Chimney Sweep

Native Chinese language group instrumental in Gam Saan Path growth

In the footsteps of the Gold Rush-era Chinese who sailed across the Pacific and landed on Gam Saan (Gold Mountain in Cantonese), members of the local Chinese community recently gathered at a new hiking trail in California State Park near the site the James W. Marshall Spot of Gold discovered gold in 1948, about 36 miles up the American River from Sacramento.

Led by California State Parks, new signage at the beginning of the trail conveys the message: “News of the California gold discovery began in Coloma and spread to China.

Tens of thousands of Chinese came here to seek their fortune and started calling California “Gam Saan”. Despite facing severe racism, Chinese continue to contribute to America’s rich and diverse fabric through their resilience and ability to adapt to change. This section of the trail is called the Gam Saan Trail in honor of those seeking Gold Mountain.”

While the 2.5-mile trail is now over a year old, as early as February, members of the Davis Chapter of the Asian Pacific Islander American Public Affairs Association ministered to UC Davis and Yolo County; The Locke Foundation, the Chinese Benevolent Association, and the APAPA Delta Chapter honored their ancestors with a Ching Ming festival that included visiting and sweeping ancestral tombs. Aaron Wedra, Mary Yin Liu and Alan Wei represented the Davis APAPA Chapter, which is chaired by former Mayor Ruth Asmundson and Carla Datanagan is the chapter president.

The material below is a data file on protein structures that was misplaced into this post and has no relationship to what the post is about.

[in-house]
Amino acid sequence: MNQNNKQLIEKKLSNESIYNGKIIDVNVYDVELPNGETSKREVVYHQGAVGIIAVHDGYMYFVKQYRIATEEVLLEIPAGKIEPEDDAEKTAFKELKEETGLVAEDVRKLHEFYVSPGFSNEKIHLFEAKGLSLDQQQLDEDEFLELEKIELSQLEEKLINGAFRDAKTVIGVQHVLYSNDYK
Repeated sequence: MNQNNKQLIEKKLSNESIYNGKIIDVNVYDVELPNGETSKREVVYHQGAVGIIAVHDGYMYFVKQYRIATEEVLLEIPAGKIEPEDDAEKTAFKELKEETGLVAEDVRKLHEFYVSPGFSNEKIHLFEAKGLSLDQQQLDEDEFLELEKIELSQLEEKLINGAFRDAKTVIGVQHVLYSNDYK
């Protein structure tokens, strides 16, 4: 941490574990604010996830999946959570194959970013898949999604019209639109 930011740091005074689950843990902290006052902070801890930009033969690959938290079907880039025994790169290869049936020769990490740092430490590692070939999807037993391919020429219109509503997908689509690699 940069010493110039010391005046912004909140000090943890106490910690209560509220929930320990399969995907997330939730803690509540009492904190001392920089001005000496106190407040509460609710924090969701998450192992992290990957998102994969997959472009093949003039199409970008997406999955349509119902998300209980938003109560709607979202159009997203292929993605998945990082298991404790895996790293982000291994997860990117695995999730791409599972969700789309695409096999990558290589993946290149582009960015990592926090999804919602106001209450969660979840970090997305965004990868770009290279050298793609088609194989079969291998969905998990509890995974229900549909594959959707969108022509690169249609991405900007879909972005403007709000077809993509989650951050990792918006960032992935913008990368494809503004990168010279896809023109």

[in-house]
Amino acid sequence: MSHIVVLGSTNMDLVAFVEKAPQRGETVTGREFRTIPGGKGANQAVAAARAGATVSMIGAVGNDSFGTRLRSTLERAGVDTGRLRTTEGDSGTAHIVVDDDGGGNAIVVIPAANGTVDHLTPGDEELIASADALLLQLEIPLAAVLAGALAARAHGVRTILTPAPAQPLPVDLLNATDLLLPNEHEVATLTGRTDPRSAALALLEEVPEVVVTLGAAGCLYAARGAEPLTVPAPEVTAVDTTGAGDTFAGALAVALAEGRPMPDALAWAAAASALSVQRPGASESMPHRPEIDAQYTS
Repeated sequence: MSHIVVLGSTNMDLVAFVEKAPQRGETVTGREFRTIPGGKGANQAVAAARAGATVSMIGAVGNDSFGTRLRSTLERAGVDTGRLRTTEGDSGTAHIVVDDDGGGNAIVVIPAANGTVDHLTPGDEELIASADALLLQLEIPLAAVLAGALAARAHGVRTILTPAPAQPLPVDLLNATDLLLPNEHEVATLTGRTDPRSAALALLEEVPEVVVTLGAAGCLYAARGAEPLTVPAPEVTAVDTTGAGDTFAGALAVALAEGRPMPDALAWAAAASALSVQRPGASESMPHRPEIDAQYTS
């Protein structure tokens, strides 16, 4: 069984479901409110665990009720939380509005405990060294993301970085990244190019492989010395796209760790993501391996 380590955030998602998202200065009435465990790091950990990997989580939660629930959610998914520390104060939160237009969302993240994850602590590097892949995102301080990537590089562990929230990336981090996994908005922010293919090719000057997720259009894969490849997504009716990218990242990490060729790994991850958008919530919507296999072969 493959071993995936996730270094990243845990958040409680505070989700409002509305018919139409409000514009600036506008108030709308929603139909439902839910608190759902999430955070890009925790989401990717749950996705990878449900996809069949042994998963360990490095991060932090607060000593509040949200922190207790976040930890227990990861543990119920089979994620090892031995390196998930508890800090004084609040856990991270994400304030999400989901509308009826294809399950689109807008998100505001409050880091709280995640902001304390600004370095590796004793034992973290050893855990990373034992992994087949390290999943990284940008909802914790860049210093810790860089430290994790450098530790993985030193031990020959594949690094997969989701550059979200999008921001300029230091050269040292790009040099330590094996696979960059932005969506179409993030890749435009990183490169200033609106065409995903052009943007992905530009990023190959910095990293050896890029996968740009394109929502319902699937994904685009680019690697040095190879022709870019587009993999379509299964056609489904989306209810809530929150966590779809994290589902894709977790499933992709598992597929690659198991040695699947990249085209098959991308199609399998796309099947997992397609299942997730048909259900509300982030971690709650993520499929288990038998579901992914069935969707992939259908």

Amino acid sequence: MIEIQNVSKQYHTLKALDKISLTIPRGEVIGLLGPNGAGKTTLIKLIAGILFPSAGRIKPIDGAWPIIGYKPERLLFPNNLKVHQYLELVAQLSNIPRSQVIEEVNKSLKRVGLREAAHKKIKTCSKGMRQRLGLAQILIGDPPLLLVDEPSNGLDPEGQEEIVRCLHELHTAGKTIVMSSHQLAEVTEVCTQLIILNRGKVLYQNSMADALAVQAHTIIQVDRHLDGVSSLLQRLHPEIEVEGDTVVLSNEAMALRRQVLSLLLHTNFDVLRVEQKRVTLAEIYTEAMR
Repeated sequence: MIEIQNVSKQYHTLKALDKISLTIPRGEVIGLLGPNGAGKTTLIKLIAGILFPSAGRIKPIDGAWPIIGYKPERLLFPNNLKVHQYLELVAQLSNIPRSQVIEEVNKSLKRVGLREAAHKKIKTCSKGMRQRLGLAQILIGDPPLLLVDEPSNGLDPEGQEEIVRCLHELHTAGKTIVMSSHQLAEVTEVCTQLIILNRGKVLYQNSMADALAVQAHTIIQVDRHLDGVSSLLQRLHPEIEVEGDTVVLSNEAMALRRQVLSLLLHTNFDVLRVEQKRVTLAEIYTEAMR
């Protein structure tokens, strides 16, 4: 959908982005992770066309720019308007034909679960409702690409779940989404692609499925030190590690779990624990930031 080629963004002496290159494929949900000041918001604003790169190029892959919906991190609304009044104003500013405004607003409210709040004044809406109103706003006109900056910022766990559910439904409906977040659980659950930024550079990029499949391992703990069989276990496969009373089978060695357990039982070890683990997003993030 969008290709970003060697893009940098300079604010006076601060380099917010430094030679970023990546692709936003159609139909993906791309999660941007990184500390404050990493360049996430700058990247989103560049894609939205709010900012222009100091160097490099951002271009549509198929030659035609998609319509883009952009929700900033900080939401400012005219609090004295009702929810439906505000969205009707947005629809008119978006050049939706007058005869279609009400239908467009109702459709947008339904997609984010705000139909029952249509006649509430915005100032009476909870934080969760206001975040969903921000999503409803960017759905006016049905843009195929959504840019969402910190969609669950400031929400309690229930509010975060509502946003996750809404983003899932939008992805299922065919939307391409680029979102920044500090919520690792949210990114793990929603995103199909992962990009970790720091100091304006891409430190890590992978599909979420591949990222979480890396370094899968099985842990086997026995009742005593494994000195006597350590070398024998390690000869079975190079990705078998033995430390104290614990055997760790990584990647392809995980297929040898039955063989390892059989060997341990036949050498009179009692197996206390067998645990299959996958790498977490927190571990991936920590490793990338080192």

The “feng shui” landscape of Gam Saan near Coloma and Lotus leaned towards the setting sun on the American River and was idyllic for those who perished there during the gold rush era. Since it was believed that their souls would not find rest after their deaths until they received a proper burial in China, the bodies were buried in graves for later exhumation.

California State Parks created the Through Our Reexamining Our Past initiative to make some of the stories they told more inclusive and accessible, and China’s mining history was one that we felt needed a bit more understanding and interpretation required, he explains to Steve Hilton, manager of the California State Parks cultural resource program.

“We also look at the experiences of Black people, Native Americans and everyone else that isn’t in mainstream literature, especially when it comes to things like the gold rush,” Hilton said. “We feel like the world has come and we say everyone came to Marshall for gold, so we see this as an opportunity to expand on all of these stories.”

The Gam Saan Trail meanders through dense oak forests, poison oaks and blackberry bushes – natural deterrents that obscure the exact location of the exhumed graves and tempt people to stay on the trail.

Hilton said when the burial site was first identified, even archaeologists who studied it in the ’80s didn’t know exactly what it was. State parks only encountered it between 2007 and 2008. “We didn’t know exactly what we were seeing, but then we did a little more research,” he said. They were able to identify this area, which contains about 30 exhumed graves.

Before the trail was laid, state parks had three or four forensic dogs sniff out the soft tissue debris that ended up in the ground.

According to a State Parks press release on the Gam Saan Trail, research and a 1991 historical report for a property sale in the area uncovered that a Chinese miner named Toy Kee bought a few acres in the nearby project area in 1875 for a $55 gold coin. A few years later, in 1881, the Lin Hing and Man Lee companies bought more land and operated businesses, shops, a bank, and mining companies in the area from the 1870s to the early 20th century.

According to state parks, the Man Lee Building and the Wah Hop Store, once leased to a Chinese merchant of that name, are the only two remaining buildings used by the Chinese and now preserved in Marshall Gold Park, exhibits on gold mining techniques and merchandise.